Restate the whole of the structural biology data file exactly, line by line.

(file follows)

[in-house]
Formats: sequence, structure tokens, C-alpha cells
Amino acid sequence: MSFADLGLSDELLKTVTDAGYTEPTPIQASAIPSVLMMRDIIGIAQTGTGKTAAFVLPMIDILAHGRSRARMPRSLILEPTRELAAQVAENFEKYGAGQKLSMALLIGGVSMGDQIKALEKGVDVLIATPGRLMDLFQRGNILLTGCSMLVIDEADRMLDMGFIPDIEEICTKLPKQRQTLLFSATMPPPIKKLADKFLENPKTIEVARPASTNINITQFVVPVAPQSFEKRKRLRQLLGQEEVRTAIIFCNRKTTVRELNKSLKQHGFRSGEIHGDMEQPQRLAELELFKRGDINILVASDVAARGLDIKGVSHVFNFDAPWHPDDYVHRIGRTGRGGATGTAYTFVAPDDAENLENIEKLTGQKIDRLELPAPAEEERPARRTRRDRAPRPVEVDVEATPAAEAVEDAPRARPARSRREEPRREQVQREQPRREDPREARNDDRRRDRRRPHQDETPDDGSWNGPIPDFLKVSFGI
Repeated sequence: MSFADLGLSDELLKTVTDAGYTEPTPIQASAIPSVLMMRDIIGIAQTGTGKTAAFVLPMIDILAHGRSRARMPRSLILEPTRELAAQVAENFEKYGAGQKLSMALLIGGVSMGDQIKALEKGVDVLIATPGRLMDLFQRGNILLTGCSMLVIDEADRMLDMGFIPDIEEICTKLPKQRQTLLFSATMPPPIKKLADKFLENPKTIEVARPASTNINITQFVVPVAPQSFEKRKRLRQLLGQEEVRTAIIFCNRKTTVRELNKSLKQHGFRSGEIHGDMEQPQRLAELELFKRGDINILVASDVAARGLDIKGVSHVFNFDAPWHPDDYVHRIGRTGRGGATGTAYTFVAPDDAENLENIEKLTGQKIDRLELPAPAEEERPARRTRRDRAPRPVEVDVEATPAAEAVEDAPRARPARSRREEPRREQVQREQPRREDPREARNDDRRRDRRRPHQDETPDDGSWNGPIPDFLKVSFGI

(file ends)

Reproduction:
[in-house]
Formats: sequence, structure tokens, C-alpha cells
Amino acid sequence: MSFADLGLSDELLKTVTDAGYTEPTPIQASAIPSVLMMRDIIGIAQTGTGKTAAFVLPMIDILAHGRSRARMPRSLILEPTRELAAQVAENFEKYGAGQKLSMALLIGGVSMGDQIKALEKGVDVLIATPGRLMDLFQRGNILLTGCSMLVIDEADRMLDMGFIPDIEEICTKLPKQRQTLLFSATMPPPIKKLADKFLENPKTIEVARPASTNINITQFVVPVAPQSFEKRKRLRQLLGQEEVRTAIIFCNRKTTVRELNKSLKQHGFRSGEIHGDMEQPQRLAELELFKRGDINILVASDVAARGLDIKGVSHVFNFDAPWHPDDYVHRIGRTGRGGATGTAYTFVAPDDAENLENIEKLTGQKIDRLELPAPAEEERPARRTRRDRAPRPVEVDVEATPAAEAVEDAPRARPARSRREEPRREQVQREQPRREDPREARNDDRRRDRRRPHQDETPDDGSWNGPIPDFLKVSFGI
Repeated sequence: MSFADLGLSDELLKTVTDAGYTEPTPIQASAIPSVLMMRDIIGIAQTGTGKTAAFVLPMIDILAHGRSRARMPRSLILEPTRELAAQVAENFEKYGAGQKLSMALLIGGVSMGDQIKALEKGVDVLIATPGRLMDLFQRGNILLTGCSMLVIDEADRMLDMGFIPDIEEICTKLPKQRQTLLFSATMPPPIKKLADKFLENPKTIEVARPASTNINITQFVVPVAPQSFEKRKRLRQLLGQEEVRTAIIFCNRKTTVRELNKSLKQHGFRSGEIHGDMEQPQRLAELELFKRGDINILVASDVAARGLDIKGVSHVFNFDAPWHPDDYVHRIGRTGRGGATGTAYTFVAPDDAENLENIEKLTGQKIDRLELPAPAEEERPARRTRRDRAPRPVEVDVEATPAAEAVEDAPRARPARSRREEPRREQVQREQPRREDPREARNDDRRRDRRRPHQDETPDDGSWNGPIPDFLKVSFGI